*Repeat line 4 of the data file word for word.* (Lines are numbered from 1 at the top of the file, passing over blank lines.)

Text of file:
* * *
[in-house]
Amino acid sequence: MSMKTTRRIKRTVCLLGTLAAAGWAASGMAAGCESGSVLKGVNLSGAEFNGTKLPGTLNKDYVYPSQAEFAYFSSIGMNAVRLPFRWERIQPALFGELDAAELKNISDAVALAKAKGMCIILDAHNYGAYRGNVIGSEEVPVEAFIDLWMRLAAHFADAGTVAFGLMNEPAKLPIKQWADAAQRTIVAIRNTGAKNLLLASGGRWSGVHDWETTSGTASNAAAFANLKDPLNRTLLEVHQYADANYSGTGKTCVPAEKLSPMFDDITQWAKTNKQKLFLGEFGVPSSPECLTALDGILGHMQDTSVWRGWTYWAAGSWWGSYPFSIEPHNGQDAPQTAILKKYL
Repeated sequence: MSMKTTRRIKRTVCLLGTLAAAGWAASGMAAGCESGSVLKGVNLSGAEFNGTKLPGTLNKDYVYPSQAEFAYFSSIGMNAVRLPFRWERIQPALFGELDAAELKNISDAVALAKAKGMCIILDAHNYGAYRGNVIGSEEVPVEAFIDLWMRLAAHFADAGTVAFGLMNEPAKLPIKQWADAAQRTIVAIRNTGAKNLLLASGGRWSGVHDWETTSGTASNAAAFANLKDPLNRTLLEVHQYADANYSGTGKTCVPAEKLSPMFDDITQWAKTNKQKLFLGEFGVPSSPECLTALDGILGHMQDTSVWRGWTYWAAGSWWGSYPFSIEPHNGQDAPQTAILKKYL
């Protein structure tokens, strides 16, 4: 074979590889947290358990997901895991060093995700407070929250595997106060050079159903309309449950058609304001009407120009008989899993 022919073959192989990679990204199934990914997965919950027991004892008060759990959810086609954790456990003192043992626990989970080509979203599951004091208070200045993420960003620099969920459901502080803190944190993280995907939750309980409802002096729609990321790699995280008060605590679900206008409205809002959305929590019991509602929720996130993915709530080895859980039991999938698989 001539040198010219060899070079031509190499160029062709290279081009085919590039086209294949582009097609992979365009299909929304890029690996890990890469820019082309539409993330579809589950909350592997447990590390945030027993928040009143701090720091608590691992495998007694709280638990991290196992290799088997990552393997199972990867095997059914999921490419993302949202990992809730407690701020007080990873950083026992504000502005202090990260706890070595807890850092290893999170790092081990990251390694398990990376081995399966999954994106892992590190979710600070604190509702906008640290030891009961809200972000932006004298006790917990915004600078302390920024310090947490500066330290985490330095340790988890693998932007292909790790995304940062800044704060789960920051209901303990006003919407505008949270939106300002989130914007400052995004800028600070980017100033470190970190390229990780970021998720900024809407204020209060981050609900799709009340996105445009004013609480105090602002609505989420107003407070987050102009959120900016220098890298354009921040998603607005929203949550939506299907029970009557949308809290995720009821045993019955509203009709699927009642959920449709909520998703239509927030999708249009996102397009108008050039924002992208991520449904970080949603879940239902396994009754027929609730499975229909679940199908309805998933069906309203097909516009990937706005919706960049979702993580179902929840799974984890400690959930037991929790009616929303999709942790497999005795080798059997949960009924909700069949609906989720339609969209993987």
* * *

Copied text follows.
């Protein structure tokens, strides 16, 4: 074979590889947290358990997901895991060093995700407070929250595997106060050079159903309309449950058609304001009407120009008989899993 022919073959192989990679990204199934990914997965919950027991004892008060759990959810086609954790456990003192043992626990989970080509979203599951004091208070200045993420960003620099969920459901502080803190944190993280995907939750309980409802002096729609990321790699995280008060605590679900206008409205809002959305929590019991509602929720996130993915709530080895859980039991999938698989 001539040198010219060899070079031509190499160029062709290279081009085919590039086209294949582009097609992979365009299909929304890029690996890990890469820019082309539409993330579809589950909350592997447990590390945030027993928040009143701090720091608590691992495998007694709280638990991290196992290799088997990552393997199972990867095997059914999921490419993302949202990992809730407690701020007080990873950083026992504000502005202090990260706890070595807890850092290893999170790092081990990251390694398990990376081995399966999954994106892992590190979710600070604190509702906008640290030891009961809200972000932006004298006790917990915004600078302390920024310090947490500066330290985490330095340790988890693998932007292909790790995304940062800044704060789960920051209901303990006003919407505008949270939106300002989130914007400052995004800028600070980017100033470190970190390229990780970021998720900024809407204020209060981050609900799709009340996105445009004013609480105090602002609505989420107003407070987050102009959120900016220098890298354009921040998603607005929203949550939506299907029970009557949308809290995720009821045993019955509203009709699927009642959920449709909520998703239509927030999708249009996102397009108008050039924002992208991520449904970080949603879940239902396994009754027929609730499975229909679940199908309805998933069906309203097909516009990937706005919706960049979702993580179902929840799974984890400690959930037991929790009616929303999709942790497999005795080798059997949960009924909700069949609906989720339609969209993987």